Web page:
DataSheet1_9-ING-41, a Small Molecule Inhibitor of GSK-3β, Potentiates the Effects of Chemotherapy on Colorectal Cancer Cells.xlsx (15.84 kB)
Download file

DataSheet1_9-ING-41, a Small Molecule Inhibitor of GSK-3β, Potentiates the Effects of Chemotherapy on Colorectal Cancer Cells.xlsx

Download (15.84 kB)
dataset
posted on 09.12.2021, 04:56 by Andrey Poloznikov, Sergey Nikulin, Larisa Bolotina, Andrei Kachmazov, Maria Raigorodskaya, Anna Kudryavtseva, Ildar Bakhtogarimov, Sergey Rodin, Irina Gaisina, Maxim Topchiy, Andrey Asachenko, Victor Novosad, Alexander Tonevitsky, Boris Alekseev

Colorectal cancer (CRC) is one of the most common and lethal types of cancer. Although researchers have made significant efforts to study the mechanisms underlying CRC drug resistance, our knowledge of this disease is still limited, and novel therapies are in high demand. It is urgent to find new targeted therapy considering limited chemotherapy options. KRAS mutations are the most frequent molecular alterations in CRC. However, there are no approved K-Ras targeted therapies for these tumors yet. GSK-3β is demonstrated to be a critically important kinase for the survival and proliferation of K-Ras–dependent pancreatic cancer cells. In this study, we tested combinations of standard-of-care therapy and 9-ING-41, a small molecule inhibitor of GSK-3β, in CRC cell lines and patient-derived tumor organoid models of CRC. We demonstrate that 9-ING-41 inhibits the growth of CRC cells via a distinct from chemotherapy mechanism of action. Although molecular biomarkers of 9-ING-41 efficacy are yet to be identified, the addition of 9-ING-41 to the standard-of-care drugs 5-FU and oxaliplatin could significantly enhance growth inhibition in certain CRC cells. The results of the transcriptomic analysis support our findings of cell cycle arrest and DNA repair deficiency in 9-ING-41–treated CRC cells. Notably, we find substantial similarity in the changes of the transcriptomic profile after inhibition of GSK-3β and suppression of STK33, another critically important kinase for K-Ras–dependent cells, which could be an interesting point for future research. Overall, the results of this study provide a rationale for the further investigation of GSK-3 inhibitors in combination with standard-of-care treatment of CRC.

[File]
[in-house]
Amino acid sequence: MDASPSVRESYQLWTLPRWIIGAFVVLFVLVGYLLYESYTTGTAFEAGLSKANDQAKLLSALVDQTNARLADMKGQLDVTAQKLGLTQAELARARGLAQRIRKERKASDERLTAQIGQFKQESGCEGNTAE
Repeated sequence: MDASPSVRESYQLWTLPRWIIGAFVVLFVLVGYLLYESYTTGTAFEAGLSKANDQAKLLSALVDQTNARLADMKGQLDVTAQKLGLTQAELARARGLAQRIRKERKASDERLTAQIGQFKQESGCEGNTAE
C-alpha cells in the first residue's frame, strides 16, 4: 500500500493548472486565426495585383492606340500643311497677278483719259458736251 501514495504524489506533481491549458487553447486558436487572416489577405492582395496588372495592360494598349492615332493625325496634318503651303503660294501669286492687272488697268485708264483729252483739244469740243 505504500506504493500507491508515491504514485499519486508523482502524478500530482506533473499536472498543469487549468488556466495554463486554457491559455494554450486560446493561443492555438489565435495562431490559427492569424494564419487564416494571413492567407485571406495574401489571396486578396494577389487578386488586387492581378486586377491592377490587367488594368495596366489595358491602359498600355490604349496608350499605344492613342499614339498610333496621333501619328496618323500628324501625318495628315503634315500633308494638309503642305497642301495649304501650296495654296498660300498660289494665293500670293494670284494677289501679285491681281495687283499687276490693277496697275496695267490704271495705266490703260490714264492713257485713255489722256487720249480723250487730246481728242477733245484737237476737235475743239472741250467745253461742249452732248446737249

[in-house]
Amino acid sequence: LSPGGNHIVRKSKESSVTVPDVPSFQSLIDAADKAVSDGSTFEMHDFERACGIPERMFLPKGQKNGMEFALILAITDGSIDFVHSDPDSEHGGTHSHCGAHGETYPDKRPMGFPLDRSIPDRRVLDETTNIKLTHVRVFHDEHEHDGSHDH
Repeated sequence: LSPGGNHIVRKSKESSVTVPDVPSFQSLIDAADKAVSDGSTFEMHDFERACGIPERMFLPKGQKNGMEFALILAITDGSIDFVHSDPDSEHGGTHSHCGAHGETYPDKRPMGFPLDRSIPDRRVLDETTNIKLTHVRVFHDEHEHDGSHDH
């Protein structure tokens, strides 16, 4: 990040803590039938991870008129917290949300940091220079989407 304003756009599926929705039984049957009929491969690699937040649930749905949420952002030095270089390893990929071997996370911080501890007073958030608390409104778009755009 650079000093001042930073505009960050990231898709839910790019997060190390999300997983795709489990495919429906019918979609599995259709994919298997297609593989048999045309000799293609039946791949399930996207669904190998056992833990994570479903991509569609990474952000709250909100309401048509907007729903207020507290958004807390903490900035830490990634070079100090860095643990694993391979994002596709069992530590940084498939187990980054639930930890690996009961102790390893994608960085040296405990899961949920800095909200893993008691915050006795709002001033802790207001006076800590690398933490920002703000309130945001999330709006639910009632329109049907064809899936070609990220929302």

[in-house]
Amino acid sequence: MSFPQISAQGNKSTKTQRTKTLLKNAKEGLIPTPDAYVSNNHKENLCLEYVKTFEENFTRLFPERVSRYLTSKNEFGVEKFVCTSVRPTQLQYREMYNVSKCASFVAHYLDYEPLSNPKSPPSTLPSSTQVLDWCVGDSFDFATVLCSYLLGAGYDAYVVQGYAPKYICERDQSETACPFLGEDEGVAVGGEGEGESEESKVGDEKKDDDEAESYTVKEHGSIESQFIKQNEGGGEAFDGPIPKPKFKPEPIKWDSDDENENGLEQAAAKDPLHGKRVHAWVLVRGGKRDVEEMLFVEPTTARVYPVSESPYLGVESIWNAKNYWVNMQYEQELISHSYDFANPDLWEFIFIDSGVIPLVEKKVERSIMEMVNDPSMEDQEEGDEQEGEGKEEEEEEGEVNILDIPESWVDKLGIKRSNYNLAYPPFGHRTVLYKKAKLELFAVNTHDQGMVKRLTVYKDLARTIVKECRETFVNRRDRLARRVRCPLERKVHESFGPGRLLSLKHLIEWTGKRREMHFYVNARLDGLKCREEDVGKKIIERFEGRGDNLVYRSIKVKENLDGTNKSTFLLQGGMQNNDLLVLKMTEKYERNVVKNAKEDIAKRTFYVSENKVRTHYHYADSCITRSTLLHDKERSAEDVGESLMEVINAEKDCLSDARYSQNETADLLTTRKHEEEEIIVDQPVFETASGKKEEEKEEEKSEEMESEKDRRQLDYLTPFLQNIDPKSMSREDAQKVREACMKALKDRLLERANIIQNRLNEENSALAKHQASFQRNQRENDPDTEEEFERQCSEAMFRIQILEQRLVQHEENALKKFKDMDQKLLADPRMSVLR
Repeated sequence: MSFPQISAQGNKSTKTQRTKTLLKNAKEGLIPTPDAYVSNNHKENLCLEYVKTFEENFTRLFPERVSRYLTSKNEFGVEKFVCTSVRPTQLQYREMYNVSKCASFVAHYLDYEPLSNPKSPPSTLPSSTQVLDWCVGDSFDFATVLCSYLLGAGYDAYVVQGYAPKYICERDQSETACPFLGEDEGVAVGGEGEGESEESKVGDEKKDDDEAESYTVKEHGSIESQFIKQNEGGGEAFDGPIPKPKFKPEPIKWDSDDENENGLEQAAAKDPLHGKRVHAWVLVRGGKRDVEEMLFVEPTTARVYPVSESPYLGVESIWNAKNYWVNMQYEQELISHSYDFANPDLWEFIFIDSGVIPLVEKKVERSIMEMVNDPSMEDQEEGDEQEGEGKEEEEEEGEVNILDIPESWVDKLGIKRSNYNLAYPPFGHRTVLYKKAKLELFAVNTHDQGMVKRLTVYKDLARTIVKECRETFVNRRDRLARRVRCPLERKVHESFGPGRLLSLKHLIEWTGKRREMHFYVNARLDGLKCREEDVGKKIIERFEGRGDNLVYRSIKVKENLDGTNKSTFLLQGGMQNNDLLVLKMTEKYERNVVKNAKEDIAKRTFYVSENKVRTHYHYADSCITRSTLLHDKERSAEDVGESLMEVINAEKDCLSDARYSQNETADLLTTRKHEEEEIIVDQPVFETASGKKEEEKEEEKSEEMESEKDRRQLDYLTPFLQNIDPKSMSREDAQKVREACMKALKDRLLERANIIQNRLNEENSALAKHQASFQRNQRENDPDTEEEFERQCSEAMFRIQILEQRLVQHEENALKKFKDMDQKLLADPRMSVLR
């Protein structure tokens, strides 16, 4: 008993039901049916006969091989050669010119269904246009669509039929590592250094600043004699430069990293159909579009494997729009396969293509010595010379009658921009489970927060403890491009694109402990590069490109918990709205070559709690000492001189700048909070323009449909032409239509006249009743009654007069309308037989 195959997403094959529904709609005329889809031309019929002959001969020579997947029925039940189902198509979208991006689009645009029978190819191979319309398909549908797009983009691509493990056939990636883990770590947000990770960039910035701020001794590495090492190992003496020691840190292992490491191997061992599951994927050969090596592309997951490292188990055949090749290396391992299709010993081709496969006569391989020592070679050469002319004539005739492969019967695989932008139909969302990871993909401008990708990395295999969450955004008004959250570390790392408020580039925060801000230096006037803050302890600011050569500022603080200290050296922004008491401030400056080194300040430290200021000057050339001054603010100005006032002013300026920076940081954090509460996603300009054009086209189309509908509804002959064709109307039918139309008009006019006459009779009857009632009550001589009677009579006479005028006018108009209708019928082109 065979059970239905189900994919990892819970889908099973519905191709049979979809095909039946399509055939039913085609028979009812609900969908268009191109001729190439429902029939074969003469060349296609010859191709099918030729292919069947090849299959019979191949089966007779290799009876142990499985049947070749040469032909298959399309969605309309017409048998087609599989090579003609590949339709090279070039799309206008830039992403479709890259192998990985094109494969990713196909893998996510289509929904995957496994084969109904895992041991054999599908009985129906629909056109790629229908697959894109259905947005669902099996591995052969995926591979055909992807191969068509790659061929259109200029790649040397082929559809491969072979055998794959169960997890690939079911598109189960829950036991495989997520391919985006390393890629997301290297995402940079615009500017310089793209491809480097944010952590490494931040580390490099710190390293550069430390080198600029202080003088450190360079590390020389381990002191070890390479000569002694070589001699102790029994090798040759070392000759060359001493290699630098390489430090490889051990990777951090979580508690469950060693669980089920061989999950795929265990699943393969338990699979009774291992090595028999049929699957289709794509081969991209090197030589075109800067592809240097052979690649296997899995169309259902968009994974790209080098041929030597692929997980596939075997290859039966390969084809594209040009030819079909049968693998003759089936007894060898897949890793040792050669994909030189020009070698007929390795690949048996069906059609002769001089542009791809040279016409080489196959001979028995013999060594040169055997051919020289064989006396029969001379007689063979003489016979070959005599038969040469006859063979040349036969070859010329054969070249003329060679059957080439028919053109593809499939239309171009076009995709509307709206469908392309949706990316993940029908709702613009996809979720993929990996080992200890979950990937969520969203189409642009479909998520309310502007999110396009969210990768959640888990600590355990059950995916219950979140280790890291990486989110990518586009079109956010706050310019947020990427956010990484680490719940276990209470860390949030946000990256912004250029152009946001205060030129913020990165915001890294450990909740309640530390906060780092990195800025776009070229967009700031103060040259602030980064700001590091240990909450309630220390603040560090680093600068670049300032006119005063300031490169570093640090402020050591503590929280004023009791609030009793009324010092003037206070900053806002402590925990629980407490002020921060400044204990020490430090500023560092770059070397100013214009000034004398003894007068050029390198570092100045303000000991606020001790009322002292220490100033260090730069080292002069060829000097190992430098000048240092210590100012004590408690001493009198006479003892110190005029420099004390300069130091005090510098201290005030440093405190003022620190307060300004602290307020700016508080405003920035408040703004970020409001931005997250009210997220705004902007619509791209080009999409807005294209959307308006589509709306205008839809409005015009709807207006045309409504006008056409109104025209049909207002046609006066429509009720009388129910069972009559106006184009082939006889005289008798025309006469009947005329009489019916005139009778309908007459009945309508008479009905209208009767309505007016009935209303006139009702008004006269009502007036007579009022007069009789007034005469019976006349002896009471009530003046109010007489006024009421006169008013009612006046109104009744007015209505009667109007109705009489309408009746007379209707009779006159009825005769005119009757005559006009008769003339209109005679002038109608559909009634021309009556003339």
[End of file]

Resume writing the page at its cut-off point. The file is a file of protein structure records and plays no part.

History

References